Departing from a Marxist assumption that materiality is socially produced, under changeable conditions that its producers neither wholly control nor wholly understand, the course seeks to explore elements of those methodologies which may best allow for the reading of literature as part of that wider materiality. We shall beg the question, aphoristically put, “If nature (the materiality) is always human nature (or human materials), how best might that stuff be understood as it reflects and is modified by literary expression?” The materiality of literature will be explored as produced in relation to a number of interwoven forms of work--that is, by and within political economy, linguistic labor, historical explanation, and even by and within the forgetting of that on-going and diverse production. The underpinning purpose will be to establish a relation between a value theory of labor and a labor theory of language.

Since literary materiality is made from words, and since words are social instruments, semanticized through particular relations, we shall engage early with materialist accounts of language (V.N.Volosinov, Mikhail Bakhtin, Raymond Williams). Since literary words frequently take narrative forms, we will address historiography as it seeks to apprehend the real (Walter Benjamin, Stephen Greenblatt, Michel De Certeau, Hayden White). Since written stories are made as much from what is forgotten as from what is remembered, we will consider “forgetting”, or the unconscious, as made from that which we have learned to find unthinkable (Freud, Nicolas Abraham and MariaTorok, Paul Ricoeur).

These three areas, language, narrative and the structural unconscious, since they are to be read as part of a wider pattern of material making (or an economy understood as a mask worn by social relations), needs must be linked to a specific accumulative regime by way of Marx, and responses to him (most particularly those of Fredric Jameson and David Harvey). Towards that end, course discussion will start from an account of the U.S. transition, during the 1970s, from an economy grounded in Fordist production, to one increasingly orientated to financial and mercantile exchange (1970 to the Crunch). As a prelude to work on Volosinov and Bakhtin, the interaction  between economic and linguistc forms will be addressed through a consideration of the financial turn as itself generative of the linguistic turn [Derrida, Lyotard, Baudrillard]), and of the attendant post-structuralist  exorbitation of the signifier.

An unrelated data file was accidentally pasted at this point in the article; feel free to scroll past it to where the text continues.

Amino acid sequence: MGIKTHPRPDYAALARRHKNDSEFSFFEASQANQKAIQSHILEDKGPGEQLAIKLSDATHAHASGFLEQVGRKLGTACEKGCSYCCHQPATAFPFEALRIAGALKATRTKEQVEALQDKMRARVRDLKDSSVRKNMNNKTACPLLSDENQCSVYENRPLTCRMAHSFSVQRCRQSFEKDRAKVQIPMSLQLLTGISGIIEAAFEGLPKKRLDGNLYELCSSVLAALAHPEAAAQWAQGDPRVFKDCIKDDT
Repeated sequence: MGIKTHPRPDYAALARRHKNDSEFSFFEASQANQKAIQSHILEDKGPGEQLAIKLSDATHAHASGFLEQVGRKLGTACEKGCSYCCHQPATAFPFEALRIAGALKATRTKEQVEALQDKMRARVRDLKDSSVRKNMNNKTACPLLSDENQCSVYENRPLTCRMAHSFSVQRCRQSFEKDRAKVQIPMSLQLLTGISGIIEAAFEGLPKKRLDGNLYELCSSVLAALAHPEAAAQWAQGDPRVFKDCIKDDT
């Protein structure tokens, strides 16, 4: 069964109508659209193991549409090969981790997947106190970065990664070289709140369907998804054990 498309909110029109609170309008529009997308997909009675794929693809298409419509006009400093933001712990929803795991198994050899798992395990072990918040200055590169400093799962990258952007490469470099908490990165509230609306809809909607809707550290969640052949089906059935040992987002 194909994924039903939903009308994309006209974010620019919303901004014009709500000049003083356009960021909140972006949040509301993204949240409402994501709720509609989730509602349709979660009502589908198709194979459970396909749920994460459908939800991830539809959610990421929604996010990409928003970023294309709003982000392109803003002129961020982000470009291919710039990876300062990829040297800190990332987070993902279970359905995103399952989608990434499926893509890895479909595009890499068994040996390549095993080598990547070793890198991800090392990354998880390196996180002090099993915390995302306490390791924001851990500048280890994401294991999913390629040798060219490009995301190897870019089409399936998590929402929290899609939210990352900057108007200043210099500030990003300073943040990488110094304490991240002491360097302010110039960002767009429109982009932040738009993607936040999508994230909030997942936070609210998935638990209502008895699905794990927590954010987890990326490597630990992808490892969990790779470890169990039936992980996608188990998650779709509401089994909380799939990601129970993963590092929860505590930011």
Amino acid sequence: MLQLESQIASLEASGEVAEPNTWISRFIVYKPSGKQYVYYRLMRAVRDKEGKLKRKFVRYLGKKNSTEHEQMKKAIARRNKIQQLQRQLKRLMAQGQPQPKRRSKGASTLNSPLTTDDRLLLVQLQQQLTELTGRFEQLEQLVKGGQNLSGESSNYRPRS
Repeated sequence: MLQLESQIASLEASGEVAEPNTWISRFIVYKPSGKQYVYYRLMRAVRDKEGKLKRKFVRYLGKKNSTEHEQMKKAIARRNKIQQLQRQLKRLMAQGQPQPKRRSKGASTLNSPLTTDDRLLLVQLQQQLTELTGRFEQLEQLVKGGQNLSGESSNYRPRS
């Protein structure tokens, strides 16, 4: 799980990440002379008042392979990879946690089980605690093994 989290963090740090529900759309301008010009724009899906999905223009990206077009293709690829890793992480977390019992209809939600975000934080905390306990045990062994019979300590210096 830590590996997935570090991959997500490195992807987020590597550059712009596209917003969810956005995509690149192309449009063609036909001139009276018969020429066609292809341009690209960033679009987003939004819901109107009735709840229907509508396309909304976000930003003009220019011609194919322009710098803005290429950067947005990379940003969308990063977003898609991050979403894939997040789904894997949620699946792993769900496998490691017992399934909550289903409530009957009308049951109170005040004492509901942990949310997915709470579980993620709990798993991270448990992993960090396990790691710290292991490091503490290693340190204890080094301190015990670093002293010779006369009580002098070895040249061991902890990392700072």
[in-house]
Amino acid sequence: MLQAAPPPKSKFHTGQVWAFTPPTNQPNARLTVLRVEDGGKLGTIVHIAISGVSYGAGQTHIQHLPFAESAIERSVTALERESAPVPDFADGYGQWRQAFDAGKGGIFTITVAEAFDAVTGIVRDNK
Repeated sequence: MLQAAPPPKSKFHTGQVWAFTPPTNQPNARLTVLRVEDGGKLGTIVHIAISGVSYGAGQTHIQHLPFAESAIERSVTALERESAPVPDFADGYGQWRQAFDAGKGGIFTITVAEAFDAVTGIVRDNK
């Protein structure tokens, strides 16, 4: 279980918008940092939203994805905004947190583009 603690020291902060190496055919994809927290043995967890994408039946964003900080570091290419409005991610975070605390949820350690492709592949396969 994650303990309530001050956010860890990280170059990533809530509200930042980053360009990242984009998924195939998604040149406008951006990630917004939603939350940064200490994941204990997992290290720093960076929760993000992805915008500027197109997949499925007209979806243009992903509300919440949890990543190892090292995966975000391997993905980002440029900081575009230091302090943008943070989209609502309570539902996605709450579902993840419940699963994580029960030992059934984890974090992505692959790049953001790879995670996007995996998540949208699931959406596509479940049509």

The aim of the course is at all times to explore and enable the processes of reading: methodologies are more limited than the complex literary and historical objects which they address, and should be neither complete nor glass machines. Each week the seminar will consider extracts from theoretical writings in relation to a particular short story or stories. The stories chosen will be drawn from a single historical period (U.S. 1970-2017).

Required Texts (as yet provisional/dependent on prior reading of those interested ):

(These I have broken down by field of emphasis, as described above: in almost all cases selections from the works listed will be allocated)

The Economy:
Marx, Capital, Vols. 1 and 3 (the latter for, “fictitious capital” )
Fredric Jameson, Representing Capital
David Harvey, The Enigma of Capital
I.I. Rubin, Essays on Marx’s Theory of Value

Language (the linguistic turn):
Jean Baudrillard,  For a Critique of the Political Economy of the Sign
Jean-Francoise Lyotard,  Libidinal Economy
Deleuze and Gauttari, A Thousand Plateaus
Jacques Derrida, Given Time: Counterfeit Money

Language and materialism:
V.N. Volosinov, Marxism and the Philosophy of Language
Mickhail Bakhtin,  Problems of Dostoevsky’s Poetics
Raymond Williams, Marxism and Literature
Paul Ricoeur, “The Metaphoric Process as Cognition, Imagination and Feeling”

The Structural Unconscious:
Freud, “Mourning and Melancholia,” “The Uncanny”
Nicolas Abraham and Maria Torok, The Wolf Man’s Magic Word
                                                          The Shell and the Kernel
Paul Ricoeur, History, Memory and Forgetting
Jean Laplanche, “A Short Treatise on the Unconscious,” Essays on Otherness

Towards a Materialist Historiography:
Walter Benjamin, Illuminations, “Theses on the Philosophy of History,”
                             One-Way Street, “Edward Fuchs, Collector and Historian”
                              The Arcades Project, selections from the Baudelaire section
Hayden White, The Content of the Form
Catherine Gallagher and Stephen Greenblatt, Practicing New Historicism
Michel De Certeau, The Writing of History
Paul Ricoeur, Time and Narrative, Vol. 1

Short stories: the choice will depend in part on how discussion goes, but may well include work drawn from Walter Abish, William Gass, Mary Robinson, Jayne Anne Phillips, Raymond Carver, Tim O’Brien, David Foster Wallace, Christine Schutt and Amy Tan. (The list is intended to be neither comprehensive nor exclusive).